Fall of the Kievan Rus’, and its Aftermath

The Kievan Rus’ were once a formidable power, but that strength shifted away from Kiev in the twelfth and thirteenth centuries. The reasons for this shift were numerous, and the power structures which came in Kiev’s place were also varied.

Indeed, according to A History of Russia to 1855, “there is considerable controversy about the precise nature of these factors [related to the decline and fall of Kiev] and no consensus concerning their relative weight” (Riasanovsky and Steinberg 36). Instead of determining the precise nature of Kiev’s decline and fall, the authors mentioned a number of issues that could’ve led to this event: social conflicts, a collapse of previously important trade routes, political problems, and other foreign pressures, among other things (36-37). All of these factors seem plausible, but there is room for further research on the issue of Kiev’s decline and fall.

Hierarchies in the post-Kievan Rus’ world were also varied. In Novgrood, its prince had restrictions on when he could travel, what land he could give out, and when/where he could hunt (Kaiser and Marker 84). The princes in the Southwest Rus’ were also weak, as various boyars (which were described in the Kaiser-Marker book as “local elites”) were jockeying for power (85). In fact, only the Northeast Rus’ seemed to have a grand prince (Dimitrii Donskoi) who held power significant enough to control land and decide for himself which people got what lands (87-90).

While people might be tempted to come up with a singular explanation for the fall of the Kievan Rus’, as well as a singular explanation for what happened after the fall of Kiev, those who study Russian history should resist that temptation. By doing this, people can understand everything from the weakness of Iaroslav Iaroslavich to the strength of Dimitrii Donskoi.


1. How scant (or extensive) is the evidence for the mentioned causes (example: trade problems) of the fall of the Kievan Rus’?

2. Did any of these regional differences in power structure exist before the fall of the Kievan Rus’? If so, what evidence is there for these power structure differences?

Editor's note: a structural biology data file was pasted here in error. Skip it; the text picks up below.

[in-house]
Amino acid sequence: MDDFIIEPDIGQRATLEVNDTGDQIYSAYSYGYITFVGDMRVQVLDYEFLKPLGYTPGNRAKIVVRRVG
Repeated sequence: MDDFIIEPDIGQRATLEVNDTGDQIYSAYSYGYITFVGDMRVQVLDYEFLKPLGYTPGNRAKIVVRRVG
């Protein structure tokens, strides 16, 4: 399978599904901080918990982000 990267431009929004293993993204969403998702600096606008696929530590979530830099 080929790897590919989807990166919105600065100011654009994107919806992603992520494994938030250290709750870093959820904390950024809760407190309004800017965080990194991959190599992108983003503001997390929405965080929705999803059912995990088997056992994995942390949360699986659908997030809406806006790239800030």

3. What factors led the Muscovite princes (particularly Dimitrii Donskoi) to become more powerful than their Northwest and Southwest Rus’ counterparts?

Works Cited

Kaiser, Daniel H. and Gary Marker. Reinterpreting Russian History: Readings, 860-1860s. New York: Oxford University Press, 1994.

Riasanovsky, Nicholas V. and Mark D. Steinberg. A History of Russia to 1855. 7th ed. New York: Oxford University Press, 2005.

Familial Relations in post-Kievan Russia

Looking at The Second Testament of Moscow Grand Prince Dmitrii Donskoi allows the reader to gain a better understanding of the post-Kievan society. Specifically, one can learn through this primary source about the practice of “partible inheritance”. This term refers to the system of bequeathing one’s holdings among members of the next generation. While this certainly included the sons of Dimitrii, the prince’s wife, referred to as “my princess” throughout the text, would receive considerable rights in this will. Dmitrii Donskoi was a post-Kievan era prince who ruled from 1359 until his death in 1389. Now a Saint in the Russian Orthodox Church, Dimitrii was a hero of the early Muscovite history. His reign was significant; he was credited with forcing the Mongol army into a draw, and subsequently promising the eventual defeat of these peoples. In his last will and testament, Dimitrii divides his holdings among all his children, and gives specific consideration to his wife throughout the document.

What I found to be the most intriguing aspect of this primary source was how one could derive from the source certain family values that were beginning to develop during this age. For example, there are many references to the prince’s widow (the princess) throughout the piece. The prince notes countless times where his wife receives a share along with all of their sons. In addition, he emphasizes the importance of respecting and obeying their mother, saying “And I have committed my children to my princess. And you, my children, heed your mother in all things, and do not go against her will in anything. And if any of my sons does not heed his mother and goes against her will, my blessing shall not be upon him” (90). This line could imply that within the family unit, there was a hierarchy, with both parents demanding respect from their children. The fact that the sons were expected to not only take notice of their mother’s wishes, but also not go against her implies perhaps that mothers were held in high regard and respected. I found this to be intriguing, because in other cultures, women and mothers were simply seen through their role of childbearing, with little else to offer of importance. I found it interesting that the princess was not only guaranteed rights through this document, but was also ensured respect by her children.